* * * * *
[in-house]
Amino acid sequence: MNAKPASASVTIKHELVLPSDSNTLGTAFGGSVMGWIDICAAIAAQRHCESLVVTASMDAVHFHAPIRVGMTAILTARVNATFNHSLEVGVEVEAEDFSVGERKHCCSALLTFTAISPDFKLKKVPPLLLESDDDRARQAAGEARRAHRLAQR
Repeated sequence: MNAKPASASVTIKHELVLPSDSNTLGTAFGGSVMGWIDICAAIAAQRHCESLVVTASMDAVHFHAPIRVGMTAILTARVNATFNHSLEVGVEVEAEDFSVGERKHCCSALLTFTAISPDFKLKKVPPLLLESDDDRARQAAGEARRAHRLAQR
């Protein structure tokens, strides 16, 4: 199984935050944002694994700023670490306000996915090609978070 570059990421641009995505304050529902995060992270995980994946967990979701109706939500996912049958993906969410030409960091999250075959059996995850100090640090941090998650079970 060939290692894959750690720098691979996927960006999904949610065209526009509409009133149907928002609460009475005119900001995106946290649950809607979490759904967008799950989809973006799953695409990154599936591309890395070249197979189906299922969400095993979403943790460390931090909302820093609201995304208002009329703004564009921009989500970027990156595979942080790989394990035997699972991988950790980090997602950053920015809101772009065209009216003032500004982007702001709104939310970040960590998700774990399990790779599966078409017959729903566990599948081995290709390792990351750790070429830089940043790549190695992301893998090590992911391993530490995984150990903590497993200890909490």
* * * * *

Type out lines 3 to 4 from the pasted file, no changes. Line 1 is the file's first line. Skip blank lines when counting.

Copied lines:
Repeated sequence: MNAKPASASVTIKHELVLPSDSNTLGTAFGGSVMGWIDICAAIAAQRHCESLVVTASMDAVHFHAPIRVGMTAILTARVNATFNHSLEVGVEVEAEDFSVGERKHCCSALLTFTAISPDFKLKKVPPLLLESDDDRARQAAGEARRAHRLAQR
């Protein structure tokens, strides 16, 4: 199984935050944002694994700023670490306000996915090609978070 570059990421641009995505304050529902995060992270995980994946967990979701109706939500996912049958993906969410030409960091999250075959059996995850100090640090941090998650079970 060939290692894959750690720098691979996927960006999904949610065209526009509409009133149907928002609460009475005119900001995106946290649950809607979490759904967008799950989809973006799953695409990154599936591309890395070249197979189906299922969400095993979403943790460390931090909302820093609201995304208002009329703004564009921009989500970027990156595979942080790989394990035997699972991988950790980090997602950053920015809101772009065209009216003032500004982007702001709104939310970040960590998700774990399990790779599966078409017959729903566990599948081995290709390792990351750790070429830089940043790549190695992301893998090590992911391993530490995984150990903590497993200890909490």